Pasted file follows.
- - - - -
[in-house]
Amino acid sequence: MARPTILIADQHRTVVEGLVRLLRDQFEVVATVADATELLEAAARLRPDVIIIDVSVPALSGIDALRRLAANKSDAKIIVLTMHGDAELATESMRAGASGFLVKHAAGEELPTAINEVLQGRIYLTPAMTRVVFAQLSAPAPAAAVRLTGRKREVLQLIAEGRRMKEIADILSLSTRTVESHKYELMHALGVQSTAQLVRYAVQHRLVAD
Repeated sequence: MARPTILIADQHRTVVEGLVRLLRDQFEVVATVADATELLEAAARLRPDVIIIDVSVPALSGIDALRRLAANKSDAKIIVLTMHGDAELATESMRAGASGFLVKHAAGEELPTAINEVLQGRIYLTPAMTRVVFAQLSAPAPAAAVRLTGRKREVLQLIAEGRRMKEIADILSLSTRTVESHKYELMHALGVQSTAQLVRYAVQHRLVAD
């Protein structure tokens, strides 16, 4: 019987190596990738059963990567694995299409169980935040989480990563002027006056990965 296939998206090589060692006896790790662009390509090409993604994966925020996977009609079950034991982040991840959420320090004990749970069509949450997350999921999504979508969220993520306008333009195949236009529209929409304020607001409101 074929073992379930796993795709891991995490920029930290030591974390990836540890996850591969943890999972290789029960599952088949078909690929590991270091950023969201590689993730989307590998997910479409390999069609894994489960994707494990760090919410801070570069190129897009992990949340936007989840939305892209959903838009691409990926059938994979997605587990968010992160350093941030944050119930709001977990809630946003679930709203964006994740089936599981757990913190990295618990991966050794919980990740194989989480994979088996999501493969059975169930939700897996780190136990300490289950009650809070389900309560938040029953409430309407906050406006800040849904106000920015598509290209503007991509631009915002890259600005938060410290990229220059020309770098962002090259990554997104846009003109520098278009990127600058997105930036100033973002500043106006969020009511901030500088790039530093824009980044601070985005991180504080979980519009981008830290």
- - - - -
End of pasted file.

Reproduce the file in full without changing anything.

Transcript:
[in-house]
Amino acid sequence: MARPTILIADQHRTVVEGLVRLLRDQFEVVATVADATELLEAAARLRPDVIIIDVSVPALSGIDALRRLAANKSDAKIIVLTMHGDAELATESMRAGASGFLVKHAAGEELPTAINEVLQGRIYLTPAMTRVVFAQLSAPAPAAAVRLTGRKREVLQLIAEGRRMKEIADILSLSTRTVESHKYELMHALGVQSTAQLVRYAVQHRLVAD
Repeated sequence: MARPTILIADQHRTVVEGLVRLLRDQFEVVATVADATELLEAAARLRPDVIIIDVSVPALSGIDALRRLAANKSDAKIIVLTMHGDAELATESMRAGASGFLVKHAAGEELPTAINEVLQGRIYLTPAMTRVVFAQLSAPAPAAAVRLTGRKREVLQLIAEGRRMKEIADILSLSTRTVESHKYELMHALGVQSTAQLVRYAVQHRLVAD
């Protein structure tokens, strides 16, 4: 019987190596990738059963990567694995299409169980935040989480990563002027006056990965 296939998206090589060692006896790790662009390509090409993604994966925020996977009609079950034991982040991840959420320090004990749970069509949450997350999921999504979508969220993520306008333009195949236009529209929409304020607001409101 074929073992379930796993795709891991995490920029930290030591974390990836540890996850591969943890999972290789029960599952088949078909690929590991270091950023969201590689993730989307590998997910479409390999069609894994489960994707494990760090919410801070570069190129897009992990949340936007989840939305892209959903838009691409990926059938994979997605587990968010992160350093941030944050119930709001977990809630946003679930709203964006994740089936599981757990913190990295618990991966050794919980990740194989989480994979088996999501493969059975169930939700897996780190136990300490289950009650809070389900309560938040029953409430309407906050406006800040849904106000920015598509290209503007991509631009915002890259600005938060410290990229220059020309770098962002090259990554997104846009003109520098278009990127600058997105930036100033973002500043106006969020009511901030500088790039530093824009980044601070985005991180504080979980519009981008830290």